Consumer inflation data will be the prime focus of local markets this week, with economists warning that the consumer price index (CPI) is likely to experience its highest growth rate in almost a year as a result of the weak rand exchange rate and elevated oil price.

The CPI for July will be released by Stats SA on Wednesday. It will likely rise to 5% or slightly higher, from 4.6% year on year in June, mostly due to municipal tariff increases and base effects involving food and fuel.

This time in 2017, SA enjoyed fuel price cuts.

In July 2018, fuel prices climbed almost 2% compared to the previous month.

Food and fuel prices aside, core inflation is expected to remain well behaved given that the weak growth environment limits the ability of producers to pass their rising input costs on to consumers.

BNP Paribas economist Jeff Schultz expects core inflation to have inched up from 4.2% year on year in June to 4.3% year on year in July.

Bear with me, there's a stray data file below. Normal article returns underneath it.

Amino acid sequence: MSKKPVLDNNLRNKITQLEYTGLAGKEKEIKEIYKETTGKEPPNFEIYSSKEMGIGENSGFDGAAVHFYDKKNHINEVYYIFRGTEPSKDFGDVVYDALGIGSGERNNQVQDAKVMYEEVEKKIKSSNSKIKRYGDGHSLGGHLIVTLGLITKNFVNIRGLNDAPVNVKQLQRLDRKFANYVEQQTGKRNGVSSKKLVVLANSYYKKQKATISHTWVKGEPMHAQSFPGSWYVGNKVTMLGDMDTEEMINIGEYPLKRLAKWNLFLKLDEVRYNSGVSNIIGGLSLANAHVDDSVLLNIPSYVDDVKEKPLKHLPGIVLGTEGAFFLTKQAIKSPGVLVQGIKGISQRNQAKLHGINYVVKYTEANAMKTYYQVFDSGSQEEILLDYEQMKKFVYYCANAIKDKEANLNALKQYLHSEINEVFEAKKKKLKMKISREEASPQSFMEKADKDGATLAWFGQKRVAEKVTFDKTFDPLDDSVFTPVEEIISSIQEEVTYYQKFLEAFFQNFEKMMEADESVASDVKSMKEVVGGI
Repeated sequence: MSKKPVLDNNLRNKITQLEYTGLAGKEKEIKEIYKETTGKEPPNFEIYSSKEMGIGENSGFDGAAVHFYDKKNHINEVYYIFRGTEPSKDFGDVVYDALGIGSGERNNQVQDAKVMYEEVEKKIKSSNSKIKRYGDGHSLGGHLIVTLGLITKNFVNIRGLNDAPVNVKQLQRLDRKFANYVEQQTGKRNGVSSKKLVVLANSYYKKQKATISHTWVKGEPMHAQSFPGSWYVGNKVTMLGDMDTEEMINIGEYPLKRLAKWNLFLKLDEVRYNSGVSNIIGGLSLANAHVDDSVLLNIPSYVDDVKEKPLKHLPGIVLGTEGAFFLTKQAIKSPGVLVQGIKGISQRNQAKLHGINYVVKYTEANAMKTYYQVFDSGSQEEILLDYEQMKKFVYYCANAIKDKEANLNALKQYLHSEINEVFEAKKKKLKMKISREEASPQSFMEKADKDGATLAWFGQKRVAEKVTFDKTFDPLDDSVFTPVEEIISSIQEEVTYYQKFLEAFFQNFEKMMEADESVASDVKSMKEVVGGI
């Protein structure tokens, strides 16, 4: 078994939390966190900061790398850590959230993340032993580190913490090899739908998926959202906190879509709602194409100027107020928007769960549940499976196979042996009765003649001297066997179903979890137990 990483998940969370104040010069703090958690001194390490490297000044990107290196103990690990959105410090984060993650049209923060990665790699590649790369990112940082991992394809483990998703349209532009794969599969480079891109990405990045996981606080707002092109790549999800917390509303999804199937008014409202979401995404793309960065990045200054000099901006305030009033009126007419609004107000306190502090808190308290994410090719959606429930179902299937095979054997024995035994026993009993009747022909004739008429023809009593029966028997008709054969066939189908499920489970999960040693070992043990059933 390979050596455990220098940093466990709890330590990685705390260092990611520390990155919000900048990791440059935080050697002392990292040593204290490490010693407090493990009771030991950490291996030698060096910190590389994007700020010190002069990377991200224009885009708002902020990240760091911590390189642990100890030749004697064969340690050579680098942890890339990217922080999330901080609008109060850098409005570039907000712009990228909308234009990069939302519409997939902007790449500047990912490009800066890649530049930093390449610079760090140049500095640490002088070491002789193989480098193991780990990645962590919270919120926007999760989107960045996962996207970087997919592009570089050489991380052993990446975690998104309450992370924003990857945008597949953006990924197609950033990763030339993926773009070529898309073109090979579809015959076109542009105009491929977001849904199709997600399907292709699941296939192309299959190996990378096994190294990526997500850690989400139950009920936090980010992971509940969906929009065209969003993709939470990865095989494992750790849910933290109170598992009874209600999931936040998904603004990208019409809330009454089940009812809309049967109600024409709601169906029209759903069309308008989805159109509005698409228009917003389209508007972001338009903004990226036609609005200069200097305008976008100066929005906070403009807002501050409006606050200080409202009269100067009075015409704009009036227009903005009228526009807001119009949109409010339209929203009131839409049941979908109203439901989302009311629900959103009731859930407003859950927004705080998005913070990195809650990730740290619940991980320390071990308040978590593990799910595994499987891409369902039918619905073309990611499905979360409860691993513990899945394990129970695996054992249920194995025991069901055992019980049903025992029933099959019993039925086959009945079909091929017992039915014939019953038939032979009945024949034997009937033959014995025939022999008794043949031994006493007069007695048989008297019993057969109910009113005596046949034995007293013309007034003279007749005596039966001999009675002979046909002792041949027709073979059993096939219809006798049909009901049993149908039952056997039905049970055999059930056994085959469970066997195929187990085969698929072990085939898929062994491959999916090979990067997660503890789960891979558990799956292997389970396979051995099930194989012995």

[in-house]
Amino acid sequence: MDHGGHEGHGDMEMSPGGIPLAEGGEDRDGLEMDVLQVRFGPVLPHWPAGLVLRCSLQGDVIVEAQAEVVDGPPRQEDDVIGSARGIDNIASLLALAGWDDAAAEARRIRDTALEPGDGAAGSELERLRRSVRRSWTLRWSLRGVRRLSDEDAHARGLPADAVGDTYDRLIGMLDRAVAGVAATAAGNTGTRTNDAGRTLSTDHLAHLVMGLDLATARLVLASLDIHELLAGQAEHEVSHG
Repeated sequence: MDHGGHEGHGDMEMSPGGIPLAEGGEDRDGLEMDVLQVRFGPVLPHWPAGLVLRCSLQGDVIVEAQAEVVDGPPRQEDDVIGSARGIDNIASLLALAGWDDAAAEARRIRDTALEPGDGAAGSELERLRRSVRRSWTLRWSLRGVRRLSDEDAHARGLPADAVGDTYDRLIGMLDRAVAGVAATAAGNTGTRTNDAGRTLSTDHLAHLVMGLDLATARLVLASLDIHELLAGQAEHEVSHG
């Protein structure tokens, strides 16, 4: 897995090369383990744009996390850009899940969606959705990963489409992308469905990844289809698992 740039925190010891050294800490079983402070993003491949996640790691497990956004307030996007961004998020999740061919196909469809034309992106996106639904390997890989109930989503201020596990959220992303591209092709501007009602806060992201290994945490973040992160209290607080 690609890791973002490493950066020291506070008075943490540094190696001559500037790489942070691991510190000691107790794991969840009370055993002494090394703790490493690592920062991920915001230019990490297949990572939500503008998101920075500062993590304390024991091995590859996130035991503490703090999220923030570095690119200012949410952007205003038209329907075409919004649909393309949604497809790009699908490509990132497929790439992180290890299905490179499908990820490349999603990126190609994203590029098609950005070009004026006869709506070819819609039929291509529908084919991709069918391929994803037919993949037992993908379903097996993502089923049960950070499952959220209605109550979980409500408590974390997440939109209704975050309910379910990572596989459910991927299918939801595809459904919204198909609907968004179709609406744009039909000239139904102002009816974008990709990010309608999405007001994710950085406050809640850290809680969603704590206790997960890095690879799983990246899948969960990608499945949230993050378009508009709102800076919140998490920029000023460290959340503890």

"With underlying price growth still below the mid-point of the 3%-6% inflation-target range we don’t think that this is likely to spark fears of demand-driven inflationary pressures creeping back into the economy," he says.

Novare economic strategist Tumisho Grater expects consumer inflation to trend higher over the rest the year, but remain within the 4.5%-5% range. The residual effects of the VAT hike, higher fuel prices, rand depreciation and rising food prices are all likely to push up inflation in the next months, she says.

Food price inflation is expected to increase until the end of 2019, stabilising at about 5.5%, according to the Bureau for Food and Agricultural Policy’s latest baseline report.

The combination of rising oil prices coupled with a depreciating exchange rate means farmers must cope with higher fuel and fertiliser costs despite the good maize harvest.

Grater notes that weak domestic demand and high unemployment should translate into very modest price growth of durable and semidurable goods, as well as more subdued services inflation over the next few months.

If so, inflation could surprise on the down side.